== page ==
Noble tries to steer round iceberg with bond issue

Commodities trading group hopes to head for calmer waters after avoiding a liquidity crunch by taking advantage of rallying bond prices to re-finance short-term bank debt.

The embattled Noble Group returned to the international bond markets on Monday with a $750 million Reg S transaction, which may remove any lingering concerns about the company's immediate debt repayment abilities. 

The Singapore-listed group has endured a very stormy ride ever since anonymous research firm Iceberg accused it of accounting irregularities two years ago. These allegations remain unproven, but prompted Noble’s stock and bond prices to quickly sink to distressed levels. 

However, fixed income fund managers, at least, appear to have renewed faith in the group's ability to pay them back.

So far this year, Noble Group has been one of the best performing credits in the Asian high-yield market. Its outstanding 6.75% January 2020 bond, for example, has climbed 15 points since the beginning of January to a mid-price of 98.5% at Monday's close

The group's new five non-call three-year bond deal seems to have been perfectly timed to take advantage of this momentum, as well as the buoyancy of the wider bond markets where investors are still jumping all over yield assets.  

Bankers working on the B2/BB+ rated deal said it attracted a peak order book of $2.9 billion. Pricing was fixed at par on a coupon and yield of 8.75% after initially being marketed around the 9% level. 

"It's a fantastic result for Noble," said one banker. "They've made substantial progress bringing down their debt levels and this deal's success is a reflection of how the market now views them."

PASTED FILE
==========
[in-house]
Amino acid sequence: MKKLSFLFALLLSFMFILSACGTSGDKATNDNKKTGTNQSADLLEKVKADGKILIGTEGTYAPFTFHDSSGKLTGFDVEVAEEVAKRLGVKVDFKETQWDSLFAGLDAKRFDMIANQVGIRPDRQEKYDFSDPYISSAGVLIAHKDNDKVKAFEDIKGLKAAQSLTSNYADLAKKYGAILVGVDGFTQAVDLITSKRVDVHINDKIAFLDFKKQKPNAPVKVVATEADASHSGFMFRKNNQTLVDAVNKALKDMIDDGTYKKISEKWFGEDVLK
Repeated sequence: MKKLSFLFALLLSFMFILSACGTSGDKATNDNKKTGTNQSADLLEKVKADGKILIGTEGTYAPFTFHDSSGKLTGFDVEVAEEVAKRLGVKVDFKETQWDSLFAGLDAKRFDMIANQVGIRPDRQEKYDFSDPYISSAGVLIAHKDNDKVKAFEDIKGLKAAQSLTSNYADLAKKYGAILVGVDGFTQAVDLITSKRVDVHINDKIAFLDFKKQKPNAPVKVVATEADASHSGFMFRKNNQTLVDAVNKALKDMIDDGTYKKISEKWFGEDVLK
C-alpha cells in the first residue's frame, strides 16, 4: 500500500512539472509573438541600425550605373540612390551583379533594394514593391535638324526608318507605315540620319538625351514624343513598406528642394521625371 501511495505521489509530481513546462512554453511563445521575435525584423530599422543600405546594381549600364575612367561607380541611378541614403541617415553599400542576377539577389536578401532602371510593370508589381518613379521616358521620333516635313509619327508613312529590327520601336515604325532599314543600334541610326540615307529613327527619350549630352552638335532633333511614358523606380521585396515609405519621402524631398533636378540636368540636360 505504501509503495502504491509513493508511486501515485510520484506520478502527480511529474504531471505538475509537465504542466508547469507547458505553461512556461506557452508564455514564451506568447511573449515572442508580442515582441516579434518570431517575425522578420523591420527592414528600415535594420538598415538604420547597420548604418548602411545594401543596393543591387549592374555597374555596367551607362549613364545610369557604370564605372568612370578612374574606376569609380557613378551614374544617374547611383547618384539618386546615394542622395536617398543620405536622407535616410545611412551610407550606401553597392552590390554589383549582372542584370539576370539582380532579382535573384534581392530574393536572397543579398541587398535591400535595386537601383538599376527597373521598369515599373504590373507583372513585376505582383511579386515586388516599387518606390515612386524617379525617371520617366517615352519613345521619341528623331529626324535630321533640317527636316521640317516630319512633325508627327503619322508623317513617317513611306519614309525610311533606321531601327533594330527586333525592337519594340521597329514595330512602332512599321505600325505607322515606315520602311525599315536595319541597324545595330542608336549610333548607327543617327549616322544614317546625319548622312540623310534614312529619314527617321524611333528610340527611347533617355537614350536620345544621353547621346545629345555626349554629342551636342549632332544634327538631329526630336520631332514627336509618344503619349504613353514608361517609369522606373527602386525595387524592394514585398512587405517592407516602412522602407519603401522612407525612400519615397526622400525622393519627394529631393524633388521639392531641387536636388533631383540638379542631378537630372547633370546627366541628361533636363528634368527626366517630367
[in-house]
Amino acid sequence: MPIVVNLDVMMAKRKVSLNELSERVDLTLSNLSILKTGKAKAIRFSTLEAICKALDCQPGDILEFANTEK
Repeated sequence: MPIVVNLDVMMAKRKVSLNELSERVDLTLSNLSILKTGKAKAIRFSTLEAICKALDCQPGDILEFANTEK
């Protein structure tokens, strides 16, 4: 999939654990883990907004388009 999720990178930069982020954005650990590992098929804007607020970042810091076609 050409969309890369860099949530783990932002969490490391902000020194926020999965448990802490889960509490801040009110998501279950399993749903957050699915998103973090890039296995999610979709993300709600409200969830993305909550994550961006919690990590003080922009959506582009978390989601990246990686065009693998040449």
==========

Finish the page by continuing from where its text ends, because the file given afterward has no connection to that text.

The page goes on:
Proceeds are being used to bolster the company's liquidity position. According to the bank's online roadshow, Noble had liquid assets of $3.548 billion ahead of the deal ($1.105 billion in readily available cash, $943 million in unutilised commercial facilities and $1.5 billion in readily marketable instruments). 

This is more than enough to cover the $1.294 billion of bank debt ($650 million term loan and $644 million revolving credit facility), which matures in May. In its roadshow presentation, the company also said it is in, "ongoing discussions with the banks on re-financing the May 2017 maturities."

Iceberg’s view

Yet, Iceberg, queries the rationale behind the bond deal. 

In emailed answers to FinanceAsia ahead of pricing, the group said, "They're trying to raise the prohibitive 9% bond deal to replace the revolving credit facility (RCF). We can safely assume that many banks are not willing to renew the RCF this year otherwise Noble would not launch this bond." 

The research group is also not convinced about Noble's repayment abilities. 

"The bond market was reassured by the $500 million equity injection and asset sales," it continued. "However, Noble's structural inability to generate positive cash flow plagues the company and raises strong concerns over its ability to repay debt."

New issue premium

The huge amount of noise surrounding the group is one reason why it had to pay a premium to get the bond deal away.

By comparison, lower rated Vedanta Resources is trading almost 270bp tighter on a like-for-like basis. Its recent 6.375% July 2022 bullet bond has a B3/B+ rating and was quoted at a mid-yield of 6.07% at Monday’s close.

Syndicate bankers suggest Vedanta’s 2020 to 2022 curve is worth 100bp (53bp for the credit curve and 43bp for the rates curve).

On this basis, they pitch fair value for Noble’s new bond at roughly 8.5% based on the 7.43% mid-yield of its outstanding 2020 bond.

Final distribution stats show a final order book of $2.4 billion with participation from 218 accounts. By geography, Asia took 65% and EMEA 355. By investor type fund managers were allocted 79%, followed by private banks on 18% and banks 3%. 

All of Noble’s outstanding dollar bonds have been severely buffeted over the past few years.

The January 2020 bond, for instance, dropped from a high of 112.6% in June 2014 to an all-time low of 41% in January 2016 according to S&P Capital IQ figures.

The group’s 6% perpetual meanwhile, was still trading at only 54 cents on the dollar as recently as this January.

It began rebounding in early February shortly before rumours surfaced that Noble is in discussions with a potential strategic investor. At this point, the bond was trading around the 67% mark.

On Monday, it closed at 84.5%, equating to a 7.517% yield-to-maturity: extremely tight relative to the 2020 bond given the perpetual has a much longer tenor and is structurally subordinate.